It must have been some time during the 4th century A.D., because that is what the sign said, a rich Roman decided to build a modest house with a private chapel, hot and cold baths, rooms all over the place…you get the picture, just what everyone needs in a country home. He and his slaves are all dead, the baths are dry, the roof caved in, and when it got excavated over the last couple of centuries, only the floors survived in a state worthy of gawking, which was our intention on a hot Sicilian day in Aidone.
This is obviously a good time to be brief, unless you care about mosaic floors—and who doesn’t? Click on any of these images to get an enlarged view.
It is hard to say why mosaics have such appeal, but the place was busy with paying tourists. Mosaics last longer than walls and ceilings. For one thing, floors rarely fall. If your boss in the year 397 had 40 rooms to be inlaid (or laid in), you could probably put off fear of starvation or of being tossed to the lions for a few years. For some, that would beat working at Amazon.com.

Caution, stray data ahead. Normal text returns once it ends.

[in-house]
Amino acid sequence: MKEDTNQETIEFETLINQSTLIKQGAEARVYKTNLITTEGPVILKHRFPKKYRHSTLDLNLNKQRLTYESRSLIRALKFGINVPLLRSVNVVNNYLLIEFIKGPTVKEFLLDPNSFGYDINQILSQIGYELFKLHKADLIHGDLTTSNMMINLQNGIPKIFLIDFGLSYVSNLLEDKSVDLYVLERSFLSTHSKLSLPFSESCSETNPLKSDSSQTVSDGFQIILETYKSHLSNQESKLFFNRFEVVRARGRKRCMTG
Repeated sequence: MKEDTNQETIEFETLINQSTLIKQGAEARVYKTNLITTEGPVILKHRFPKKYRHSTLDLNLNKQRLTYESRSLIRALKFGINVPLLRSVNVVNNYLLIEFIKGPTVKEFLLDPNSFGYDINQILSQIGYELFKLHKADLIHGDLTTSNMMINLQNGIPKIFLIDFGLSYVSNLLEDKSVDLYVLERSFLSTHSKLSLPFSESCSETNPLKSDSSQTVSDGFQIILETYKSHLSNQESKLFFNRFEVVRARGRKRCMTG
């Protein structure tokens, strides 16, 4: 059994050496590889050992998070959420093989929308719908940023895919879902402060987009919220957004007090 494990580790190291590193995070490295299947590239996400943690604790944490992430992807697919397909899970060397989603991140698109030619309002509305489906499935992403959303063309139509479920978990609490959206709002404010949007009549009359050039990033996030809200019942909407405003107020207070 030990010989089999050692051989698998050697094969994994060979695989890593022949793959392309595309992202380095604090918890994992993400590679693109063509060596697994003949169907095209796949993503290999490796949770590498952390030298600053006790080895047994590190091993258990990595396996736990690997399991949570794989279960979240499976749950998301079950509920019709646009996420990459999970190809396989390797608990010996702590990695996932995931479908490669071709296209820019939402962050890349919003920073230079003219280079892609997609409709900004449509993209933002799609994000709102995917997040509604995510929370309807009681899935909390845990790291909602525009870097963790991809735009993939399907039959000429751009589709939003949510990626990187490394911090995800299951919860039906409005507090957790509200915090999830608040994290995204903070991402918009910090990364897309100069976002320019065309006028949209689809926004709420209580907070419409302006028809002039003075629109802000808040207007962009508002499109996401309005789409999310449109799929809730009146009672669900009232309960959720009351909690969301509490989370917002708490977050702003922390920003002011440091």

The Sicilians make tasty looking food, and it is (nearly) always delicious. Almost every dish could be photographed and put into a recipe book. This was our lunch, beautifully presented. Everything would have been great, but the fearsome trip to the Bristol Hotel was made more difficult by a street party that had closed access to the hotel. By happenstance, our helpful, handsome desk clerk walked by our stymied car and advised us where we could snag an overnight spot, a substantial distance from the hotel, but it proved to be a pleasant walk back.
The street party was noisy, simple, and filled with young people. I liked seeing so many kids out at night without a hint of rowdiness. We found a large pizzeria away from the madding crowd. It was entirely adequate.